5 Steps to Prepare Your Church for an IRS Audit

How can you safeguard and protect your ministry?

Many pastors ask what they can do to protect their church during an audit, which is a valid question. Here are a few suggestions for you to consider to help safeguard and protect your ministry.

1. Maintain Board Meeting Minutes.

Recording board meeting minutes is extremely important. Board meeting minutes serve as the official documentation of the corporate acts of your church. Without board meeting minutes, your church cannot prove that the church properly approved corporate actions such as the appointment of board members, the adoption of your bylaws and policies, and the approval of salaries. As a nonprofit organization, all corporate actions of the church must be properly documented in well-maintained board meeting minutes.

2. Document All Salaries and Compensation.

The approval of salaries and compensation should be documented diligently. Salaries paid by your church should be approved by the board of directors annually during a properly called board meeting. Additionally, honorariums to guest speakers should be treated appropriately. This means that your church should obtain Form W-9 from every guest speaker, and a 1099-MISC should be given to each speaker that receives $600 or more from your church in one year.

3. Review Your Church’s Activities.

When reviewing your church’s activities, you will want to make sure that each ministry and department directly relates to your church’s purpose. If you find an activity that may be considered an unrelated trade or business activity (e.g., a bookstore or coffee shop), then you will want to consider starting a church-owned business.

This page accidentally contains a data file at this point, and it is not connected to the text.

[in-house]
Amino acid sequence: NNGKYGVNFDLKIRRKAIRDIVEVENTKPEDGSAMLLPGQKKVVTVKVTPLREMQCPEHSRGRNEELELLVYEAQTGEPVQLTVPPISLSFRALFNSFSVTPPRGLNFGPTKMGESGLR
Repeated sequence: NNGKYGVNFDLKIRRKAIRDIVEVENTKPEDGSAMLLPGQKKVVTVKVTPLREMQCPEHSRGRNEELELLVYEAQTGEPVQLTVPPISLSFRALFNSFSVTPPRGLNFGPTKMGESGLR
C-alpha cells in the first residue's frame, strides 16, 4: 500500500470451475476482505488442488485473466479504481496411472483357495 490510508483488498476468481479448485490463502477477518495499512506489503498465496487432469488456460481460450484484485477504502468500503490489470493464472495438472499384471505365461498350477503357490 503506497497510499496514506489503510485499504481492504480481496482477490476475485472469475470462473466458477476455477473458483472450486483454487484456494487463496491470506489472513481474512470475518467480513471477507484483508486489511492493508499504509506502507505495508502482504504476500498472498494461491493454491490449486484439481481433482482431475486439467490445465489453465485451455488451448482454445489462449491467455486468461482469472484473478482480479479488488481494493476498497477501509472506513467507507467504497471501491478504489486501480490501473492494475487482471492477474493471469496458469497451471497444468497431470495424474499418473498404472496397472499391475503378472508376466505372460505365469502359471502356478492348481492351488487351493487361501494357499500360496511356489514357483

4. Review Your Church’s Printed and Publicized Materials.

Since the IRS can use any printed or publicized material as a source of “reasonable belief” to begin a church inquiry, you will want to be sure to keep a close guard on such materials. This also includes your church’s website. It is best not to include any advertisement type on your church’s website because, depending on the facts and circumstances, they may be considered unrelated business activity and could potentially jeopardize your church’s tax-exempt status.

5. Review All of Your Church’s Internal Governing Documents.

There are several documents that your church must review and maintain regularly, such as:

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• Your church’s articles of incorporation, amendments, annual reports, charity registration, IRS approval letter, and any letters regarding the church updating its public record.
• Your church’s bylaws.
• Your church’s written doctrines.
• Your church’s policies and procedures. (You will want to make sure that your church has a conflict of interest policy, accountable reimbursement policy, and a benevolence policy.)
• Corporate contracts such as leases and titles to property.
• Accounting and bookkeeping records.
• Current and accurate membership records.

First published on StartChurch.com. Used by permission.